27- from 26, on a closed interval on the real numbers line, there can be more consecutive closed sub-intervals than mathematical points "continuum" on that interval, which is not the case.

28- Contradiction.

29- premise 1 is False

30- So, There exist interval [A,B] that can be divided only into Finite sub-intervals

31- From 30, those finite sub-intervlas cannot be continously devided otherwise that will result into infinite sub-intervals and the contradiction in 27

32- From 31 there exist sub-interval [A,B] that can Not be divided anymore

33- From 32, There exist interval [A,B] that is indivisible as a mathematical point is indivisible.

End
 

Answers and Replies

  • #2
CompuChip
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To be honest, unless I have misunderstood the question, your proof seems a little over-complicated.

The only interval without (proper) subintervals is [A, A]. If you consider [A, B] for A < B, then you can explicitly construct a subinterval such as [A + d/4, B - d/4] where d = B - A.

If A = B then you can easily show that [A, A] = {A}, and any interval [C, D] is either disjoint or a superset.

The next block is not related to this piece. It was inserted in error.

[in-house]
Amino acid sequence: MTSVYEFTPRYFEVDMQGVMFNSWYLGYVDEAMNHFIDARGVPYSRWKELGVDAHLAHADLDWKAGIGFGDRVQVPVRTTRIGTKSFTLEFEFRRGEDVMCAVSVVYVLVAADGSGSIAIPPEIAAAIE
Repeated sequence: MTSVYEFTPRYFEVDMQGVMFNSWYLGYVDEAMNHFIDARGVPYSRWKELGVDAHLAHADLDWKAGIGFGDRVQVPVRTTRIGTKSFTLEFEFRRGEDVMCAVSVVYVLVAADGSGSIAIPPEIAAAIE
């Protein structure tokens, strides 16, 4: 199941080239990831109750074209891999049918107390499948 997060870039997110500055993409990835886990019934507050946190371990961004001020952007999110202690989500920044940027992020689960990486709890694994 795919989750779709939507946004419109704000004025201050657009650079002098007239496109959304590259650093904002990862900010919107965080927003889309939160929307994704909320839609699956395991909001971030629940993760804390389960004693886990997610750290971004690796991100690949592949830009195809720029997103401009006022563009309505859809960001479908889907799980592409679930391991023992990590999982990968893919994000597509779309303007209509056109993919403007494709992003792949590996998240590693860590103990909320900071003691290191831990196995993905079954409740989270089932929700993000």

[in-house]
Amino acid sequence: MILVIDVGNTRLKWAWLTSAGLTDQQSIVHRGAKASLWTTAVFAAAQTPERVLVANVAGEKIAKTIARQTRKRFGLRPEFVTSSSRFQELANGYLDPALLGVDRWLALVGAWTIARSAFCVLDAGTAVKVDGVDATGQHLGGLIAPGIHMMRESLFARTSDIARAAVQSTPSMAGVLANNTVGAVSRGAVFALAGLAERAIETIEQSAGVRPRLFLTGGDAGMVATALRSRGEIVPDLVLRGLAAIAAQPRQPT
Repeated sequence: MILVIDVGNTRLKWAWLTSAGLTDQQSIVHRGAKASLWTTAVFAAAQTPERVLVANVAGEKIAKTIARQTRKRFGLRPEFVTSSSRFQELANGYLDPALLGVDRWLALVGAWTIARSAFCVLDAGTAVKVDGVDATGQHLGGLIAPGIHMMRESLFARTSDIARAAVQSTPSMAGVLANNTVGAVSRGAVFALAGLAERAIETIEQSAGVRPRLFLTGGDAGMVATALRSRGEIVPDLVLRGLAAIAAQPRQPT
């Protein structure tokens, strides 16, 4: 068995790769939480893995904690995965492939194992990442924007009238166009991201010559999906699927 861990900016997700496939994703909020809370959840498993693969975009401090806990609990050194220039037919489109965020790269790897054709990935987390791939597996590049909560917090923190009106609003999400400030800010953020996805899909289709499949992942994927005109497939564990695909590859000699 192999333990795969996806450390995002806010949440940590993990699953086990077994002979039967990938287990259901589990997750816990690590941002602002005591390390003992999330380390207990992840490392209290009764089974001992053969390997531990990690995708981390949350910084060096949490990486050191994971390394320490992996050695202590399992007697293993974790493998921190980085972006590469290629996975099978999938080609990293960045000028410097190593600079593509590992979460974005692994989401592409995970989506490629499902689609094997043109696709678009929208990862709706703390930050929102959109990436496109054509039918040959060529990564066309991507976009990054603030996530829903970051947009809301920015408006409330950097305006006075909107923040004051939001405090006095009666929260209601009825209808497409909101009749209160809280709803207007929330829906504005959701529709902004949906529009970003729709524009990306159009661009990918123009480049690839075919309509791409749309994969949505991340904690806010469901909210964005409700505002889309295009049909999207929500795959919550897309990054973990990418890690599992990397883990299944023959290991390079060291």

• #3
To be honest, unless I have misunderstood the question, your proof seems a little over-complicated.

The only interval without (proper) subintervals is [A, A]. If you consider [A, B] for A < B, then you can explicitly construct a subinterval such as [A + d/4, B - d/4] where d = B - A.

If A = B then you can easily show that [A, A] = {A}, and any interval [C, D] is either disjoint or a superset.
the proof shows this is not the case "its counter-intuitive ofcourse, but math does not care as we know"

in a nutshell, the proof shows one important notion:

" when you accept the premise that says: Every interval has a proper sub-interval, when you accept this as true, this leads to the contradiction: within interval [A,B] where A< B there can be more proper sub-intervals than all mathematical points within that interval"

which leads to the conclusion: "There must Exist interval [A,B] that does not have a proper sub-interval and A< B
 
  • #4